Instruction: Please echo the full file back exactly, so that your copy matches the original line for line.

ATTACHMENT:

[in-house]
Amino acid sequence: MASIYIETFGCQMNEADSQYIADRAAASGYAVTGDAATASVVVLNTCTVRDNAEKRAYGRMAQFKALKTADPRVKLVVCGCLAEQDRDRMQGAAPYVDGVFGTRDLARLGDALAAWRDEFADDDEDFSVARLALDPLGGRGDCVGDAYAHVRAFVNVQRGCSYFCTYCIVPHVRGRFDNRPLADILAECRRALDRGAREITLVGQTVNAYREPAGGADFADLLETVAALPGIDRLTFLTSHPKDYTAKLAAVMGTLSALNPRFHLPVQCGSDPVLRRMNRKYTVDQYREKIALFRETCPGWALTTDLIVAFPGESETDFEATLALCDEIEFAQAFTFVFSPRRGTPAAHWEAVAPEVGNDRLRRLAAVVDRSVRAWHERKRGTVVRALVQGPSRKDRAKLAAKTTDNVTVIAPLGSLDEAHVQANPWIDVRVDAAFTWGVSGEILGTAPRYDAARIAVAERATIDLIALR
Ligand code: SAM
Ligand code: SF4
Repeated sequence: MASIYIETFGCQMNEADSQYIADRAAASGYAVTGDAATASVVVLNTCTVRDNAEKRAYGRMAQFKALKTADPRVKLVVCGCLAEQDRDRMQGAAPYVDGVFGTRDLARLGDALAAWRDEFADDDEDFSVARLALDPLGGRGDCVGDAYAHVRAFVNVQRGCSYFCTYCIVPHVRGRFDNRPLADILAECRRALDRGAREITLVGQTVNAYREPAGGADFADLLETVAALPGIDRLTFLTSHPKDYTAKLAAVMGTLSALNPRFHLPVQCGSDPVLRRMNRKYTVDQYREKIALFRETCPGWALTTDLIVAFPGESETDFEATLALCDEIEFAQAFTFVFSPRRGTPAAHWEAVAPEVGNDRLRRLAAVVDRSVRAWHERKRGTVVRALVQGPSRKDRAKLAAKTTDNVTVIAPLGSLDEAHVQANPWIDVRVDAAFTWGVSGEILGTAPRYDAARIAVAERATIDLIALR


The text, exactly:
[in-house]
Amino acid sequence: MASIYIETFGCQMNEADSQYIADRAAASGYAVTGDAATASVVVLNTCTVRDNAEKRAYGRMAQFKALKTADPRVKLVVCGCLAEQDRDRMQGAAPYVDGVFGTRDLARLGDALAAWRDEFADDDEDFSVARLALDPLGGRGDCVGDAYAHVRAFVNVQRGCSYFCTYCIVPHVRGRFDNRPLADILAECRRALDRGAREITLVGQTVNAYREPAGGADFADLLETVAALPGIDRLTFLTSHPKDYTAKLAAVMGTLSALNPRFHLPVQCGSDPVLRRMNRKYTVDQYREKIALFRETCPGWALTTDLIVAFPGESETDFEATLALCDEIEFAQAFTFVFSPRRGTPAAHWEAVAPEVGNDRLRRLAAVVDRSVRAWHERKRGTVVRALVQGPSRKDRAKLAAKTTDNVTVIAPLGSLDEAHVQANPWIDVRVDAAFTWGVSGEILGTAPRYDAARIAVAERATIDLIALR
Ligand code: SAM
Ligand code: SF4
Repeated sequence: MASIYIETFGCQMNEADSQYIADRAAASGYAVTGDAATASVVVLNTCTVRDNAEKRAYGRMAQFKALKTADPRVKLVVCGCLAEQDRDRMQGAAPYVDGVFGTRDLARLGDALAAWRDEFADDDEDFSVARLALDPLGGRGDCVGDAYAHVRAFVNVQRGCSYFCTYCIVPHVRGRFDNRPLADILAECRRALDRGAREITLVGQTVNAYREPAGGADFADLLETVAALPGIDRLTFLTSHPKDYTAKLAAVMGTLSALNPRFHLPVQCGSDPVLRRMNRKYTVDQYREKIALFRETCPGWALTTDLIVAFPGESETDFEATLALCDEIEFAQAFTFVFSPRRGTPAAHWEAVAPEVGNDRLRRLAAVVDRSVRAWHERKRGTVVRALVQGPSRKDRAKLAAKTTDNVTVIAPLGSLDEAHVQANPWIDVRVDAAFTWGVSGEILGTAPRYDAARIAVAERATIDLIALR